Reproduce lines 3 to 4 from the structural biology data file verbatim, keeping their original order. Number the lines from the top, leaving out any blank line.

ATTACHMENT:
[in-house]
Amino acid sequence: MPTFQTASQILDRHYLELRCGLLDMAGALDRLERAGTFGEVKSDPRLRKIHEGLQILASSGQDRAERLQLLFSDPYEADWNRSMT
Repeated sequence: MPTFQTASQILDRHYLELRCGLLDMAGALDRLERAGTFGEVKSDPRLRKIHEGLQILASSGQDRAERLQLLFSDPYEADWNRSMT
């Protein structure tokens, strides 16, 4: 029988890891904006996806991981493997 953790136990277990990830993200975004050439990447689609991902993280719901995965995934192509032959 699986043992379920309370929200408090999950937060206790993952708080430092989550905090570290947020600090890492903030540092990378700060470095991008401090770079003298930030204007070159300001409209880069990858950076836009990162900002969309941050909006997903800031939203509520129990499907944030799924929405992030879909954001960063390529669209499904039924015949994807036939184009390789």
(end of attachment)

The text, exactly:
Repeated sequence: MPTFQTASQILDRHYLELRCGLLDMAGALDRLERAGTFGEVKSDPRLRKIHEGLQILASSGQDRAERLQLLFSDPYEADWNRSMT
């Protein structure tokens, strides 16, 4: 029988890891904006996806991981493997 953790136990277990990830993200975004050439990447689609991902993280719901995965995934192509032959 699986043992379920309370929200408090999950937060206790993952708080430092989550905090570290947020600090890492903030540092990378700060470095991008401090770079003298930030204007070159300001409209880069990858950076836009990162900002969309941050909006997903800031939203509520129990499907944030799924929405992030879909954001960063390529669209499904039924015949994807036939184009390789």